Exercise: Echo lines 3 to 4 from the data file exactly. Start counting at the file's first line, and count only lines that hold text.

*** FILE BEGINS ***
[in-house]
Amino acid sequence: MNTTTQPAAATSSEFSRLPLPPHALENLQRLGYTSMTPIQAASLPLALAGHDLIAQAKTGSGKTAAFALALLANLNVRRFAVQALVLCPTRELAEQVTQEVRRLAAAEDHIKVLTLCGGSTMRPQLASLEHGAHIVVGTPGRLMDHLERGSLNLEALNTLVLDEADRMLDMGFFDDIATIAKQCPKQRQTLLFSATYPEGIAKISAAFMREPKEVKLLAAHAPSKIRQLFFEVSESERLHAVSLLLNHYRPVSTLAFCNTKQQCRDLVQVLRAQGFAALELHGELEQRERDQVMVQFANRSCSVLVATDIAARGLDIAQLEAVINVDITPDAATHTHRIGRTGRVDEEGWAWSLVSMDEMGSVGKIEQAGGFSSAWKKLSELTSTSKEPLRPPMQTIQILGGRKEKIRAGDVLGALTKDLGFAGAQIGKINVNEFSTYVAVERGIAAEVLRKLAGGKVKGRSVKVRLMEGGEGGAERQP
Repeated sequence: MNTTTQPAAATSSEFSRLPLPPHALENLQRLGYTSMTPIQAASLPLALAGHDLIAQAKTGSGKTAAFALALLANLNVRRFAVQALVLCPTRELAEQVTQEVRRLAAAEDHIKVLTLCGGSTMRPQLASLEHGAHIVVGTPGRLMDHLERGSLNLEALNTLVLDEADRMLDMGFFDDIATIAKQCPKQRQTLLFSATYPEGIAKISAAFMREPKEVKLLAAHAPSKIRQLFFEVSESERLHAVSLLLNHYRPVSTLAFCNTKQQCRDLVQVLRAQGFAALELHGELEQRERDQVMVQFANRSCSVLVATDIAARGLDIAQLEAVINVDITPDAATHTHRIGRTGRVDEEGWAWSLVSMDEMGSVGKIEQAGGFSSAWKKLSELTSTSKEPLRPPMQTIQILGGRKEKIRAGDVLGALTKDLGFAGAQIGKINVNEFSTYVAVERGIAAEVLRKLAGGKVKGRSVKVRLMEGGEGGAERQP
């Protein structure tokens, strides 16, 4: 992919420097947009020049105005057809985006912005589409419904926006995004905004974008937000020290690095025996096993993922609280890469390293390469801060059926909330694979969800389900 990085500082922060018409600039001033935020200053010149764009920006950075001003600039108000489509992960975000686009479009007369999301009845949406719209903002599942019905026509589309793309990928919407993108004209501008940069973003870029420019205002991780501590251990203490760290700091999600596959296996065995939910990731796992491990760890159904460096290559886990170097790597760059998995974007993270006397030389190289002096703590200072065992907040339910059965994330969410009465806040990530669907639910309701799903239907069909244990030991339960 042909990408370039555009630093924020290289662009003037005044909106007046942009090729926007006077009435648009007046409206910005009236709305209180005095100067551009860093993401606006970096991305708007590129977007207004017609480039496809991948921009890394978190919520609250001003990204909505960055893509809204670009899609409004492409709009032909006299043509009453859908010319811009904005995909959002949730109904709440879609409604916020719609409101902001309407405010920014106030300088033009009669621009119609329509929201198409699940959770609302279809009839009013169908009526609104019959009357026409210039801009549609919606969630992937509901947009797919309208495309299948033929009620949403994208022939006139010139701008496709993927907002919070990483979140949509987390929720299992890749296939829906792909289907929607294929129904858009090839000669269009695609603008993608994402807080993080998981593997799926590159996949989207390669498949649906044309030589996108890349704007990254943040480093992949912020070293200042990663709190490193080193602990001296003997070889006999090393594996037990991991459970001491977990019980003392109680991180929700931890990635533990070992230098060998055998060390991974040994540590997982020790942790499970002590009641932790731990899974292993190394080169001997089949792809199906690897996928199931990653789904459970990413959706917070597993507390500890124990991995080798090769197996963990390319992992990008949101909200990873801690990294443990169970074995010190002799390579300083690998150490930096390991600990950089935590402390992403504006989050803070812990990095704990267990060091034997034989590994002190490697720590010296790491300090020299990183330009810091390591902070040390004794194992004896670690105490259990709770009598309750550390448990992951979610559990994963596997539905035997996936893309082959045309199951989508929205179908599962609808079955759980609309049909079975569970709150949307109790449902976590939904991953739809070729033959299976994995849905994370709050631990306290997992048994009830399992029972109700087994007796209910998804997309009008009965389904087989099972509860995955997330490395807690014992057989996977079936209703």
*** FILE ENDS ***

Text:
Repeated sequence: MNTTTQPAAATSSEFSRLPLPPHALENLQRLGYTSMTPIQAASLPLALAGHDLIAQAKTGSGKTAAFALALLANLNVRRFAVQALVLCPTRELAEQVTQEVRRLAAAEDHIKVLTLCGGSTMRPQLASLEHGAHIVVGTPGRLMDHLERGSLNLEALNTLVLDEADRMLDMGFFDDIATIAKQCPKQRQTLLFSATYPEGIAKISAAFMREPKEVKLLAAHAPSKIRQLFFEVSESERLHAVSLLLNHYRPVSTLAFCNTKQQCRDLVQVLRAQGFAALELHGELEQRERDQVMVQFANRSCSVLVATDIAARGLDIAQLEAVINVDITPDAATHTHRIGRTGRVDEEGWAWSLVSMDEMGSVGKIEQAGGFSSAWKKLSELTSTSKEPLRPPMQTIQILGGRKEKIRAGDVLGALTKDLGFAGAQIGKINVNEFSTYVAVERGIAAEVLRKLAGGKVKGRSVKVRLMEGGEGGAERQP
């Protein structure tokens, strides 16, 4: 992919420097947009020049105005057809985006912005589409419904926006995004905004974008937000020290690095025996096993993922609280890469390293390469801060059926909330694979969800389900 990085500082922060018409600039001033935020200053010149764009920006950075001003600039108000489509992960975000686009479009007369999301009845949406719209903002599942019905026509589309793309990928919407993108004209501008940069973003870029420019205002991780501590251990203490760290700091999600596959296996065995939910990731796992491990760890159904460096290559886990170097790597760059998995974007993270006397030389190289002096703590200072065992907040339910059965994330969410009465806040990530669907639910309701799903239907069909244990030991339960 042909990408370039555009630093924020290289662009003037005044909106007046942009090729926007006077009435648009007046409206910005009236709305209180005095100067551009860093993401606006970096991305708007590129977007207004017609480039496809991948921009890394978190919520609250001003990204909505960055893509809204670009899609409004492409709009032909006299043509009453859908010319811009904005995909959002949730109904709440879609409604916020719609409101902001309407405010920014106030300088033009009669621009119609329509929201198409699940959770609302279809009839009013169908009526609104019959009357026409210039801009549609919606969630992937509901947009797919309208495309299948033929009620949403994208022939006139010139701008496709993927907002919070990483979140949509987390929720299992890749296939829906792909289907929607294929129904858009090839000669269009695609603008993608994402807080993080998981593997799926590159996949989207390669498949649906044309030589996108890349704007990254943040480093992949912020070293200042990663709190490193080193602990001296003997070889006999090393594996037990991991459970001491977990019980003392109680991180929700931890990635533990070992230098060998055998060390991974040994540590997982020790942790499970002590009641932790731990899974292993190394080169001997089949792809199906690897996928199931990653789904459970990413959706917070597993507390500890124990991995080798090769197996963990390319992992990008949101909200990873801690990294443990169970074995010190002799390579300083690998150490930096390991600990950089935590402390992403504006989050803070812990990095704990267990060091034997034989590994002190490697720590010296790491300090020299990183330009810091390591902070040390004794194992004896670690105490259990709770009598309750550390448990992951979610559990994963596997539905035997996936893309082959045309199951989508929205179908599962609808079955759980609309049909079975569970709150949307109790449902976590939904991953739809070729033959299976994995849905994370709050631990306290997992048994009830399992029972109700087994007796209910998804997309009008009965389904087989099972509860995955997330490395807690014992057989996977079936209703």